yards from Fort Wagner. Nearly all the guns upon the left are about four thousand yards from Fort Sumter; but being of light calibre compared with the one on that formidable structure, were not brou it, cheered, waved their hats, and then disappeared, and were not again seen during the day. Fort Sumter, the moment the rebel flag came to the ground, sent a shot over our heads to assure us that iFort, and before a double-quick had been ordered, a tremendous fire from the barbette guns on Fort Sumter, from the batteries on Cumming's Point, and from all the guns on Fort Wagner, opened upon it.ng, that his men fell back, and the rebel shout and cheer of victory was heard above the roar of Sumter and the guns from Cumming's Point. In this second assault by Colonel Putnam's brigade, Colonetood no better chance for their lives than the fearless. Even if they surrendered, the shell of Sumter were thickly falling around them in the darkness, and, as prisoners, they could not be safe, unt
ar from Lee over his own signature. He would come out all right in the end. Mr. Stephens next spoke of the surrender of Vicksburgh, and said that it was not an occurrence to cause discouragement or gloom; that the loss of Vicksburgh was not as severe a blow as the loss of Fort Pillow, Island Number10, or New-Orleans. The Confederacy had survived the loss of these points, and would survive the loss of Vicksburgh, Port Hudson, and other places. Suppose, said he, we were to lose Mobile, Charleston, and Richmond, it would not affect the heart of the Confederacy. We could and would survive such losses, and finally secure our independence. He was not at all discouraged at the prospect; he never had the blues himself, and had no respect or sympathy for croakers. The enemy has already appropriated two billion seven hundred million dollars, and one million of men for our subjugation, and after two years war had utterly failed, and if the war continued for two years longer, they would f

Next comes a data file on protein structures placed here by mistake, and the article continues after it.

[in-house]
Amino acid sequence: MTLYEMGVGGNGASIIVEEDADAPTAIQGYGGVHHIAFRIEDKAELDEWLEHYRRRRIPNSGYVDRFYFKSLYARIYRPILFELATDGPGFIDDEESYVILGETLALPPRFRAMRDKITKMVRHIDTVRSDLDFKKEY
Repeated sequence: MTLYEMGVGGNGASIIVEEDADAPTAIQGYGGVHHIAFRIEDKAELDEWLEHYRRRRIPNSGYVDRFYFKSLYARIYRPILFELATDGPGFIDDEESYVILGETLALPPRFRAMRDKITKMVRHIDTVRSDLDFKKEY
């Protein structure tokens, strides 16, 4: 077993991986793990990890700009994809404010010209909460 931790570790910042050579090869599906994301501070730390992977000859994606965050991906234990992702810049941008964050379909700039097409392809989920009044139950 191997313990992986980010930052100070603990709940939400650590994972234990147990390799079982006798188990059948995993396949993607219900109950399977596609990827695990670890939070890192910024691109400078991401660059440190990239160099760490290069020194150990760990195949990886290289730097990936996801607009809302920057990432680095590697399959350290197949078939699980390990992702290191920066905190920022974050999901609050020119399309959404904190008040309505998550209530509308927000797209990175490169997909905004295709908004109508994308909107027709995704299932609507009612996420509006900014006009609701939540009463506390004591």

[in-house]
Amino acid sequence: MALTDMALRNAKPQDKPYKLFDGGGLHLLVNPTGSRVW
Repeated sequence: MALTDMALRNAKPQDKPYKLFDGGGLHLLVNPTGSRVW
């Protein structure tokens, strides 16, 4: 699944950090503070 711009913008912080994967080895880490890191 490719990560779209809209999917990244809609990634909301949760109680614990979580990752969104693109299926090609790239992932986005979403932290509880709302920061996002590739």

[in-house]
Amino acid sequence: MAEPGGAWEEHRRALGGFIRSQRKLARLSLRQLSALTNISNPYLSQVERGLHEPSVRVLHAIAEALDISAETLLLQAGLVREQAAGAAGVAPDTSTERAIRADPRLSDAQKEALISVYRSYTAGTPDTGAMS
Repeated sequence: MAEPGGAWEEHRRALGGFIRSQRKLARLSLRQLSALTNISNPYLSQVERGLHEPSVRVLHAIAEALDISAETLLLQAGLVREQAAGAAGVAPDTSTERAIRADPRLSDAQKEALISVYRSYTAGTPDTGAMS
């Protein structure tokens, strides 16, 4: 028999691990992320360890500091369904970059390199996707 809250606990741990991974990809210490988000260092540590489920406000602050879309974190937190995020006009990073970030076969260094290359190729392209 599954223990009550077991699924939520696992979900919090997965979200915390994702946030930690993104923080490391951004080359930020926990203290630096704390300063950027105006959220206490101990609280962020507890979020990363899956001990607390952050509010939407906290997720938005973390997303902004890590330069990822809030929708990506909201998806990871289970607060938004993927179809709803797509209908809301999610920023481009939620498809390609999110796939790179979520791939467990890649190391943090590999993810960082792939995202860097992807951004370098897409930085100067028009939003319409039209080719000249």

seem to justify them in the execution of their long meditated produced. In 1856 he again went as a delegate designs of destroying the Union. All of this they accomplished, and the election of Mr. Lincoln was perhaps hailed with greater joy at Charleston than at New-York. I will do them the justice to state that they also claimed to have some other grievances; among them, that some of the Northern States by their statutes obstructed the execution of the fugitive slave law, but the only States nd of these five the Yankees have possession of many of the most important points, and one third of their territory. So far the Yankees have never failed to hold every place of importance which they have taken, and present indications are that Charleston will soon be added to the number. The campaign of General Lee into Pennsylvania has undoubtedly proved a failure, and with it the last hope of conquering a peace by a successful invasion of the enemy's country. Our army has certainly been muc